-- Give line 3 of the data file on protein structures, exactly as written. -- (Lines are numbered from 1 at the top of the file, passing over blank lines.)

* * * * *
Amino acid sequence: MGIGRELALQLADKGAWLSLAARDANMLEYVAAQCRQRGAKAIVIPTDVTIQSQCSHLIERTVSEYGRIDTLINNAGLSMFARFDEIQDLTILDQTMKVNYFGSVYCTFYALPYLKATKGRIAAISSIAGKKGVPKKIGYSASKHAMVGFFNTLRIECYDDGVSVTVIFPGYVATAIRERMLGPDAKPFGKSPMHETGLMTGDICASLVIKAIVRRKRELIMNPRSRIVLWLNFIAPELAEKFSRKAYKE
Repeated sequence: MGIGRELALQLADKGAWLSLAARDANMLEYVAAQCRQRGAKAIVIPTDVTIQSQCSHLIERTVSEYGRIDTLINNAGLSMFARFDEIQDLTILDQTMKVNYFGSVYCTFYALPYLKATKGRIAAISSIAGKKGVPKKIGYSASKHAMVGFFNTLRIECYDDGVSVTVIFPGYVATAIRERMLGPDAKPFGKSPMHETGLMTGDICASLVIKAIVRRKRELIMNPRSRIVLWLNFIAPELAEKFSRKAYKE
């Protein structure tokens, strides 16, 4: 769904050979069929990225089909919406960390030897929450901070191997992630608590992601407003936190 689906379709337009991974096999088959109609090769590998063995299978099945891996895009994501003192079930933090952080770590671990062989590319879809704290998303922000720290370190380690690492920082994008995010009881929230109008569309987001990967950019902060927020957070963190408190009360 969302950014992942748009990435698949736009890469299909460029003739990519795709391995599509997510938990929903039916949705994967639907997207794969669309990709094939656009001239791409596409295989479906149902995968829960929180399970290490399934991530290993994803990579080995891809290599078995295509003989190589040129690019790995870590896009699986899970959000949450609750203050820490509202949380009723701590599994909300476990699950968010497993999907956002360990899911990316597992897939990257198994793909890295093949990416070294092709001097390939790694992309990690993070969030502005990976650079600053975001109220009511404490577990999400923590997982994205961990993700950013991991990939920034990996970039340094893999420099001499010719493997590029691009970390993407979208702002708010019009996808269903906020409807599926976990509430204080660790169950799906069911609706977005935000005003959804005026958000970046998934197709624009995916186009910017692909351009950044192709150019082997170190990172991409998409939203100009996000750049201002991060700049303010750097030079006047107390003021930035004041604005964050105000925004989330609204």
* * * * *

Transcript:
């Protein structure tokens, strides 16, 4: 769904050979069929990225089909919406960390030897929450901070191997992630608590992601407003936190 689906379709337009991974096999088959109609090769590998063995299978099945891996895009994501003192079930933090952080770590671990062989590319879809704290998303922000720290370190380690690492920082994008995010009881929230109008569309987001990967950019902060927020957070963190408190009360 969302950014992942748009990435698949736009890469299909460029003739990519795709391995599509997510938990929903039916949705994967639907997207794969669309990709094939656009001239791409596409295989479906149902995968829960929180399970290490399934991530290993994803990579080995891809290599078995295509003989190589040129690019790995870590896009699986899970959000949450609750203050820490509202949380009723701590599994909300476990699950968010497993999907956002360990899911990316597992897939990257198994793909890295093949990416070294092709001097390939790694992309990690993070969030502005990976650079600053975001109220009511404490577990999400923590997982994205961990993700950013991991990939920034990996970039340094893999420099001499010719493997590029691009970390993407979208702002708010019009996808269903906020409807599926976990509430204080660790169950799906069911609706977005935000005003959804005026958000970046998934197709624009995916186009910017692909351009950044192709150019082997170190990172991409998409939203100009996000750049201002991060700049303010750097030079006047107390003021930035004041604005964050105000925004989330609204």